The following are excerpts from Jay Perry's book: 'My Dad Got Sick: Love & Insights From a Caregiver’s Unexpected Journey Through Cancer”

A special thank you to Jay Perry for allowing us to share these excerpts from his book. 

Click here to purchase a copy of the book

On his father’s diagnosis:

“The doctors scheduled an appointment for us to meet with another specialist later in the day, so we had to wait a few more hours at the hospital. My mom wanted to be alone. I had no idea what was going through her head, but I can only assume that she was off crying. Her best friend of 40 years was going to be gone in nine months. I took my dad for a coffee. I can remember sitting at a table, him sipping on that hot coffee, and me trying to be as strong as possible. I was saying things like, “Don’t worry.. its just a number” and “We’ll figure this out” while holding back my arms from hugging and holding onto him because it might be the last time. I can’t even imagine what was going on in his head.

 

Later that night when my dad went to bed, my mom and I had that discussion nobody wants to have. “What are we going to do?,” she asked as tears filled her face. I tried to be as strong as possible, but I couldn’t really figure out what to say. The silence that filled the room was the loudest sound I had ever heard. We sat there staring at the ground until I told her that I wasn’t going to let him die.

 

Here is what I learned that day: There will be days full of good news, and days full of bad news. I am forever scarred by that cold day, but I’ve made sure to take the positive from it. In being told I had nine months to a year left with my dad, I promised myself that I would spend as much time as I could with him. If doctors had said that he had about ten years left, would I have made the best of that time? Probably not. My mindset would have be one of, oh, he’ll still be here tomorrow. I urge you: please, do everything you can with your loved one today. You will regret it if you don’t.”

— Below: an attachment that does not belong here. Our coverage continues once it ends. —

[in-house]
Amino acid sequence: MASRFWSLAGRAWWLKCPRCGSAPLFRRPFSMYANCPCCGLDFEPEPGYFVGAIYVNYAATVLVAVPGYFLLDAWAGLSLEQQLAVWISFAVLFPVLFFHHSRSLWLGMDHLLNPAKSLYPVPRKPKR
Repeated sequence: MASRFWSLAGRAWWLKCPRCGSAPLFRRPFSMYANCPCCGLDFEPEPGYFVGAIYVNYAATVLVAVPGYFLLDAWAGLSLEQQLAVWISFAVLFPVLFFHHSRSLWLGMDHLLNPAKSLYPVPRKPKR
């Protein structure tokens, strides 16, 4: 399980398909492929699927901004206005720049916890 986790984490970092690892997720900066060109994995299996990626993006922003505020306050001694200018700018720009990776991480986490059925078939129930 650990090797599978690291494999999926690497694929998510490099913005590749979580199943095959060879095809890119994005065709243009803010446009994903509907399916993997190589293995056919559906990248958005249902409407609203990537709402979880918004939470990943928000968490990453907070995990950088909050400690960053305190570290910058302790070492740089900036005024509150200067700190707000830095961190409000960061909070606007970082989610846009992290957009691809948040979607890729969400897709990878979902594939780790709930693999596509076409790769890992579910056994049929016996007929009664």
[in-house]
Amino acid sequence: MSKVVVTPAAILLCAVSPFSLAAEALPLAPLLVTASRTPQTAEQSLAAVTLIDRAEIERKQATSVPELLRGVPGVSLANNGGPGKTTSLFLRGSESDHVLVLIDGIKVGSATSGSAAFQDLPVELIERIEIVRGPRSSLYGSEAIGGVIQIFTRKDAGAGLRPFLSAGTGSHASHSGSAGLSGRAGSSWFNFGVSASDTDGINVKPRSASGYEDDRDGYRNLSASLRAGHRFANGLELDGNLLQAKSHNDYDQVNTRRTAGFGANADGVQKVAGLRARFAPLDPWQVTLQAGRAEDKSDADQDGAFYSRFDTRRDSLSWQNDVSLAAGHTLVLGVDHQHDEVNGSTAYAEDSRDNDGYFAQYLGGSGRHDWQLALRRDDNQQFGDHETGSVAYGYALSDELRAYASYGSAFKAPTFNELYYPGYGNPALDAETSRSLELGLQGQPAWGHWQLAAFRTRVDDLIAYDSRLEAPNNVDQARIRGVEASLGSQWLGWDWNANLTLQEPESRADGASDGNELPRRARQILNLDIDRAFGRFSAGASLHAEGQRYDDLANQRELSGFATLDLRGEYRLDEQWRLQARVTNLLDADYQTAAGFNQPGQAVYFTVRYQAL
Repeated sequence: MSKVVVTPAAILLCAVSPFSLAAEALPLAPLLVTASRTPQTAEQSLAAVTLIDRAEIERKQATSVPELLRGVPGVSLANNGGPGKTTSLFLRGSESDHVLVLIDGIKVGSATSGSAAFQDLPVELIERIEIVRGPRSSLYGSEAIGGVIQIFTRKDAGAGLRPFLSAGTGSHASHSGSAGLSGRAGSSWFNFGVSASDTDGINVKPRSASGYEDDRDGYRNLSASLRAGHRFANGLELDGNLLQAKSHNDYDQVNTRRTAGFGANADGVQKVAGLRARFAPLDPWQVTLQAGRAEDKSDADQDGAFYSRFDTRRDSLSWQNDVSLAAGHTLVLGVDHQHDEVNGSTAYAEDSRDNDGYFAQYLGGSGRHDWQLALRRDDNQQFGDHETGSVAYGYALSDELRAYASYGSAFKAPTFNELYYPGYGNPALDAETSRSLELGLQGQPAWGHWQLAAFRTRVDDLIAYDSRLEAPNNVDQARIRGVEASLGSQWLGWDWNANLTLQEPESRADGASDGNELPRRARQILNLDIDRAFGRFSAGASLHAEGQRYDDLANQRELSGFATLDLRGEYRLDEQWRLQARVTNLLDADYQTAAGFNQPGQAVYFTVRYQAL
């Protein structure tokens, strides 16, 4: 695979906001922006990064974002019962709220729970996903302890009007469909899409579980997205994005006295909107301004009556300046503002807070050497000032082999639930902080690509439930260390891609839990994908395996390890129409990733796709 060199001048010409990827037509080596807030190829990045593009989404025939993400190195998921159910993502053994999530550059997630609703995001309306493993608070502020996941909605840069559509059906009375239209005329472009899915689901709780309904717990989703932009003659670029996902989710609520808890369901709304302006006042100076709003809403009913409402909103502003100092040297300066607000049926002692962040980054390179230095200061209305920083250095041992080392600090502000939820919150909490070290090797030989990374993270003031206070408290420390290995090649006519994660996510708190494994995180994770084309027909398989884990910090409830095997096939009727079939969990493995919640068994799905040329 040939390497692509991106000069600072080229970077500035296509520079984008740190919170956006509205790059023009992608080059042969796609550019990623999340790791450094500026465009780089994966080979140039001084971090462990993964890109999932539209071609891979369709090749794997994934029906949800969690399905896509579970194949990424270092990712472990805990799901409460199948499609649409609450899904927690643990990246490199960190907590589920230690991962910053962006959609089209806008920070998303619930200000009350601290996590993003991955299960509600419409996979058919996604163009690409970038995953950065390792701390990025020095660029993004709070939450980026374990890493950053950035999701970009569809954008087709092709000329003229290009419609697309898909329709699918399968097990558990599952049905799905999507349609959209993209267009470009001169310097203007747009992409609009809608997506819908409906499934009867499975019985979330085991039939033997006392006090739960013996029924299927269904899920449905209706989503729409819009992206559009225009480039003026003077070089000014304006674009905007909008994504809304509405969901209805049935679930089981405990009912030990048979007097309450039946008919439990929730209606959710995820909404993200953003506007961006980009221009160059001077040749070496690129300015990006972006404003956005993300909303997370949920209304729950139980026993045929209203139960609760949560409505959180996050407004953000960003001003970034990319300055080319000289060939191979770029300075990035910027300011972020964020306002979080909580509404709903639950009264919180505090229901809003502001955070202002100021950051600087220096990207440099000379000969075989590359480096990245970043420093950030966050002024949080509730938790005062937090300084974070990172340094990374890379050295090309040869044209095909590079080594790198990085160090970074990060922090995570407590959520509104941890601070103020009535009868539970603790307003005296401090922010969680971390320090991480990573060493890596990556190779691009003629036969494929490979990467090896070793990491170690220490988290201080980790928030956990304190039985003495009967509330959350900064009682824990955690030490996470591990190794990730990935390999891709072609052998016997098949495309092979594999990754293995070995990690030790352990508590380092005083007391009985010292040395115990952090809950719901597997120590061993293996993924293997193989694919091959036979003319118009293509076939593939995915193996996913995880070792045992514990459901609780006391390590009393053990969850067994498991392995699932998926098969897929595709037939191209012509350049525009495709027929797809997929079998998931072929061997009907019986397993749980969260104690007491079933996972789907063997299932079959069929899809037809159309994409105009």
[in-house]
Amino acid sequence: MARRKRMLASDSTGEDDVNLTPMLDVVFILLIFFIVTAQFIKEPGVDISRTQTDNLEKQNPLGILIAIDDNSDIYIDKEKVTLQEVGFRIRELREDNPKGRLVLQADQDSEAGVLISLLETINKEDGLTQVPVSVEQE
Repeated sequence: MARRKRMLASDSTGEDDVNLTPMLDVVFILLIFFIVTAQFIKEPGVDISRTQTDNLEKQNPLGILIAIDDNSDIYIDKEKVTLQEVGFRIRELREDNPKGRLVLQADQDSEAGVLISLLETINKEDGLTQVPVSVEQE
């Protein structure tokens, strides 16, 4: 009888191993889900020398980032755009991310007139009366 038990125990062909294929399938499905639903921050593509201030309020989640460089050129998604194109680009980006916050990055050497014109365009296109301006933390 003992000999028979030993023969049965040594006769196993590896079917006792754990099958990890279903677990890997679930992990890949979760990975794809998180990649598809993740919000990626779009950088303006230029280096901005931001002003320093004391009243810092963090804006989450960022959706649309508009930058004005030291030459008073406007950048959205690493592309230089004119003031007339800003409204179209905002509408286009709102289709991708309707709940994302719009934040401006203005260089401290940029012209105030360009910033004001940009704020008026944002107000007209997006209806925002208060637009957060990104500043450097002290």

On a physical act of caregiving:

“My dad’s legs got so bad that he couldn’t safely shower himself anymore. We got him a bath chair to sit on, and every morning, I would be in there helping him clean up. I never thought I would one day be bathing my dad. If it was five years earlier, even the thought of it would have probably made me queasy. But this was the man who made sure I was spotless as a baby. My father, who had bathed me numerous times as a toddler, now needed my help and I wasn’t going to back down from that task. It’s interesting how the cycle of life works. It was also the first time I had ever shaved someone else. My dad hated any sort of facial hair, which is surprising because he used to rock the best moustache. I didn’t know how to shave someone else’s face. What if I cut him? I was nervous but I put that aside to make him feel happy.”

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On his father’s physical decline:

“It was struggle after struggle until the afternoon of January 20, 2015. I had to step out for a quick meeting but he assured me he was safe sitting in this chair and basically forced me to go. I then got a call from my mom saying she came home for lunch and didn’t have the strength to get my dad up from the chair and was wondering when I would be home. This call quickly escalated to her calling am ambulance because my dad’s legs had gotten so bad. My mom told me that while they were waiting for help, he leaned over to her and said, “I think I’m dying.” I think right then and there, he had accepted what was to come next. It would be his last time in our home. And even though it’s been two and a half years since that day, I just got choked up writing it.

I met them at the hospital and spent as many hours as I could there over the next few weeks. I even remember bringing my dad his favorite chips and watching the Super Bowl with him.
 

My dad was in the care of trained professionals. Some might say my job was done, but I knew being a caregiver was more than just doing specific things. It was about being there. It was about being beside him, so he wasn’t alone. Nobody should be alone while fighting for their life and I still live with regret thinking about those nights my dad spent by himself in the hospital. I should have never listened to the visiting hours. I should have been there right beside him. There was a chair and my dad. That’s all I needed. Getting over this is something I have to continue to work on.”